For Industrial Controls, What’s Next After Analog?

Analog signals have been part of industrial control systems for a very long time.  The two most common signals are 0-10V (“voltage”) and 4-20mA (“current”), although there are a wide variety of other voltage and current protocols.  These signals are called “analog” because they vary continuously and have theoretically infinite resolution (although practical resolution is limited by the level of residual electrical noise in the circuit).

Measurement sensors typically provide analog output signals, because these electronic circuits are well-understood and the designs are relatively economical to produce.  But that doesn’t mean it’s easy to design and build a good-quality analog sensor: in fact it is very difficult to engineer an analog signal that is highly linear over its measuring range, has low noise (for high-resolution), is thermally stable, (doesn’t drift as temperature changes), and is repeatable from sample to sample.  It takes a lot of careful engineering, testing, and tweaking to deliver a good analog sensor to the market.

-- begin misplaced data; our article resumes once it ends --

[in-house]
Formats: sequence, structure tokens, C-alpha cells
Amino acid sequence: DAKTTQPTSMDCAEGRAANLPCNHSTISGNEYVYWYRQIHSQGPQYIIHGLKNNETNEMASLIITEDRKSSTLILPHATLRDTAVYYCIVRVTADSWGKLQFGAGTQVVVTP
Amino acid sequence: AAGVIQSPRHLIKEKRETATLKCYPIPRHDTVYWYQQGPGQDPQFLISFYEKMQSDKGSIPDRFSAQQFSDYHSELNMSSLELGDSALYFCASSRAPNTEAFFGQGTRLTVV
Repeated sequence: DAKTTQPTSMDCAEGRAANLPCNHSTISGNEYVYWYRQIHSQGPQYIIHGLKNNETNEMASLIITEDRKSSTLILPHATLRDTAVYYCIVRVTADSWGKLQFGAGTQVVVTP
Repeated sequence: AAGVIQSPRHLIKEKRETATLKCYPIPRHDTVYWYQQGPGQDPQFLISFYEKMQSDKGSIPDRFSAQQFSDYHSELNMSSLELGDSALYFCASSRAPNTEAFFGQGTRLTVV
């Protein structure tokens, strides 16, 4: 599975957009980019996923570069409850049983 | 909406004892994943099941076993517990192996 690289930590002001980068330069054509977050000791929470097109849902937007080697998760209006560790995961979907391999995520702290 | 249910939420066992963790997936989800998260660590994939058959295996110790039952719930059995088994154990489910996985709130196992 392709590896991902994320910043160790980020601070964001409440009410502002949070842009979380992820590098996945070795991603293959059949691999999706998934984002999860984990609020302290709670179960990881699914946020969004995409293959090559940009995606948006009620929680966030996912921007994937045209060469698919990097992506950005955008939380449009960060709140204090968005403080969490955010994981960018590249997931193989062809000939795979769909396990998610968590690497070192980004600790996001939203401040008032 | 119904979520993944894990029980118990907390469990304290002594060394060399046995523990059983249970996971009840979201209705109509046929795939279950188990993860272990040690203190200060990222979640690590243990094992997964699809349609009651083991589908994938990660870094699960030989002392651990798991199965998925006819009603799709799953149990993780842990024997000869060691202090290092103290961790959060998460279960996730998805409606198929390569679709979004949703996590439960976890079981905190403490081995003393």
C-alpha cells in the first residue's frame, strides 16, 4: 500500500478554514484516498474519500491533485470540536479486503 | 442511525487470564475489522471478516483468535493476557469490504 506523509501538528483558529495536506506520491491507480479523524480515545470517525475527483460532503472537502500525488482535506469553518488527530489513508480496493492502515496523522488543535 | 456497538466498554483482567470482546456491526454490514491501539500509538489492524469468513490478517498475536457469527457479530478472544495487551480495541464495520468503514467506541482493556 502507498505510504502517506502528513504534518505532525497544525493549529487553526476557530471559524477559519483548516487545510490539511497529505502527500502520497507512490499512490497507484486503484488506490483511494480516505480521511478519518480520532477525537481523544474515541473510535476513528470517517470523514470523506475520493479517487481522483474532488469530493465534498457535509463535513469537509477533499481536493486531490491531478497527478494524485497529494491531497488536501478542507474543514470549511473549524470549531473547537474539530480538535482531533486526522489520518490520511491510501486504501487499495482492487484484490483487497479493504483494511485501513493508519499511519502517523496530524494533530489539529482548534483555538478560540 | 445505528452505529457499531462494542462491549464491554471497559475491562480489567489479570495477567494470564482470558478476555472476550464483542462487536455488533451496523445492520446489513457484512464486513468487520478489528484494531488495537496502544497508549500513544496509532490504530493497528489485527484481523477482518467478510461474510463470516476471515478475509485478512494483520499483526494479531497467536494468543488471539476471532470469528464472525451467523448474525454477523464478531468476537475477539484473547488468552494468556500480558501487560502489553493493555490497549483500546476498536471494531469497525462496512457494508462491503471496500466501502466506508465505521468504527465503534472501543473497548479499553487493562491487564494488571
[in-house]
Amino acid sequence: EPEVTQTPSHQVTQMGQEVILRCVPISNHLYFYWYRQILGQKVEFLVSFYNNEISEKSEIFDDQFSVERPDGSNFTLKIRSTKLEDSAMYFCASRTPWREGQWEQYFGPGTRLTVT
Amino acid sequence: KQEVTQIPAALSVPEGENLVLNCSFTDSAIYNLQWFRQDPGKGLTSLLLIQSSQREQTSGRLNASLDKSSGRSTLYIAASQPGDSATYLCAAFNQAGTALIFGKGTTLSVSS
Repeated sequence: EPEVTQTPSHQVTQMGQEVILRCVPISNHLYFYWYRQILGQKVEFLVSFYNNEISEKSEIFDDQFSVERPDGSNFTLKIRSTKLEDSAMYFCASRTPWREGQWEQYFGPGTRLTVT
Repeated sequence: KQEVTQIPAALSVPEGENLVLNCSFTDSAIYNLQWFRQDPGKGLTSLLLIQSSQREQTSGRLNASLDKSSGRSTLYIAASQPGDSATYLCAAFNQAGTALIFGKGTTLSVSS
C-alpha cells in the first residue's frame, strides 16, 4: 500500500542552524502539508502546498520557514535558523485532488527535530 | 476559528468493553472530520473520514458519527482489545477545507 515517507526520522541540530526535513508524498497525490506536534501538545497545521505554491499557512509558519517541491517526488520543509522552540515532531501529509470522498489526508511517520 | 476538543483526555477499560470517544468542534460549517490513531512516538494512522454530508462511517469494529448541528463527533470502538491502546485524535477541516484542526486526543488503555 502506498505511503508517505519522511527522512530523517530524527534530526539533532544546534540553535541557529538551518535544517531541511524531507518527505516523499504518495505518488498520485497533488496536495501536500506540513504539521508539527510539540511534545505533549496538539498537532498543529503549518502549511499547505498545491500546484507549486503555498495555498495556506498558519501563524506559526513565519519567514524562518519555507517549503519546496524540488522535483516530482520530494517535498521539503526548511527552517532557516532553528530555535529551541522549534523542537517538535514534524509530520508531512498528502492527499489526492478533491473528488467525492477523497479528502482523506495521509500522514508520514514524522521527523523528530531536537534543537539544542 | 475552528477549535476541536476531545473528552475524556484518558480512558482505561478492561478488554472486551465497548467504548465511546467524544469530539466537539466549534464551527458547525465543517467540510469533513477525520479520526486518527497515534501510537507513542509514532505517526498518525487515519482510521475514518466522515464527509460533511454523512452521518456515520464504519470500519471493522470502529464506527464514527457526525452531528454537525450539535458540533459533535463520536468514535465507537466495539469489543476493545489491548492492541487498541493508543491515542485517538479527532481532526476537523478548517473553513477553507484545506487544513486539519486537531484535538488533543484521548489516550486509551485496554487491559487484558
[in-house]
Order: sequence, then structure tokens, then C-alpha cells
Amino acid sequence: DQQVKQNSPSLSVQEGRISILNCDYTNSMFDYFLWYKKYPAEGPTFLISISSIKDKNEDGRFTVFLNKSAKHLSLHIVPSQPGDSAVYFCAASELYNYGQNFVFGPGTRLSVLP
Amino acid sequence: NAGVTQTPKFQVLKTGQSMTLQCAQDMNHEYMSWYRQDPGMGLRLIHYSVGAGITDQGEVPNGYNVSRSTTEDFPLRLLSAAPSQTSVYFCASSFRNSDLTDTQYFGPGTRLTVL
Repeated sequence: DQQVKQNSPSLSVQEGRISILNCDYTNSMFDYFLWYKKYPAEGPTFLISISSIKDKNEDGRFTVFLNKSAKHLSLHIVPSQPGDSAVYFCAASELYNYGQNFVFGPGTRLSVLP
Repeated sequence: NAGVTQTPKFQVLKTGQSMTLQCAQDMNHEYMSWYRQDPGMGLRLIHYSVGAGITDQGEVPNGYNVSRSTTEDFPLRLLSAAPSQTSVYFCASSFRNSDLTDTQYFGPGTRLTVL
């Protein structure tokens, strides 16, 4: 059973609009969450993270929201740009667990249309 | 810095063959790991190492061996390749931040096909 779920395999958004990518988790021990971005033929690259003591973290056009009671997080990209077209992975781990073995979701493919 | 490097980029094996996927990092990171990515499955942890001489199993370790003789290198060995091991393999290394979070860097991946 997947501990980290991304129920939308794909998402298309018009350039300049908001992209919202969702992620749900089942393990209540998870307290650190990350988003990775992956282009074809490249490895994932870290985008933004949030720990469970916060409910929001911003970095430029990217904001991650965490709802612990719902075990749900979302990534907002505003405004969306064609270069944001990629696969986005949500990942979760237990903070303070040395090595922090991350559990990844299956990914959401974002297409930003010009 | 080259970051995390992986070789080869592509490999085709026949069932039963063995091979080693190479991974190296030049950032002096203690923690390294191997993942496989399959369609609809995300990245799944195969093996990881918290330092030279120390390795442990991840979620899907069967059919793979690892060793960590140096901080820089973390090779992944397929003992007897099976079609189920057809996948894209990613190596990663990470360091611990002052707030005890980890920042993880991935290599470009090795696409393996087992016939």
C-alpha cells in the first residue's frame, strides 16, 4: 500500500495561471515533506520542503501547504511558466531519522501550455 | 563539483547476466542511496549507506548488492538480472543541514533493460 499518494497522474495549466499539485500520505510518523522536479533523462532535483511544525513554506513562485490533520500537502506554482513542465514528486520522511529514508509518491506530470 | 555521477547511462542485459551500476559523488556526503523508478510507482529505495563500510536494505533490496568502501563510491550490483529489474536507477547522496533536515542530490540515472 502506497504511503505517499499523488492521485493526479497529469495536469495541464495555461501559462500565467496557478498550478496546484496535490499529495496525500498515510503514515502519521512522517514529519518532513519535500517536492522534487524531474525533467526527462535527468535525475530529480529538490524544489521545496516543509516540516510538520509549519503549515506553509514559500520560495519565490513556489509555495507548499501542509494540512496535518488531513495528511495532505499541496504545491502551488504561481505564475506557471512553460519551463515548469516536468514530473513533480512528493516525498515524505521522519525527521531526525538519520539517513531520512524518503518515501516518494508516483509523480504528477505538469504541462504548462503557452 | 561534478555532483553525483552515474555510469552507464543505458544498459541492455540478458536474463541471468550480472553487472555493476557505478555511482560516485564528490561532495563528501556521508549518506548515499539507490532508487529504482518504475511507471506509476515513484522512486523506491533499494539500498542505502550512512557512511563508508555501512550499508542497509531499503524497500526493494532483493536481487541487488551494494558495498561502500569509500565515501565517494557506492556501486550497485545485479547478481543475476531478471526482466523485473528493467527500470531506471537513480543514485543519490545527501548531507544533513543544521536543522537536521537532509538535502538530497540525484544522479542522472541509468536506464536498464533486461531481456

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Where does IO-Link go in 2011?

As I sit and ponder what 2011 will look like, only one thought comes to mind, the endless possibilities of IO-Link.

I have written many entries on IO-Link and as I see it there are much more to come.  Why more IO-Link?  The answer is simple; we have just scratched the surface of the potential of what an IO-Link system can offer an end-customer or OEM.  Let’s talk about a few upcoming milestones in 2011 to look forward to:

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IO-Link Scalability Animation Video


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How can I use IO-Link in my application?  How is IO-Link scalable?  If these are questions you still have, watch this animation describing the scalability of IO-Link.  To learn more about Balluff’s IO-Link offering, click here

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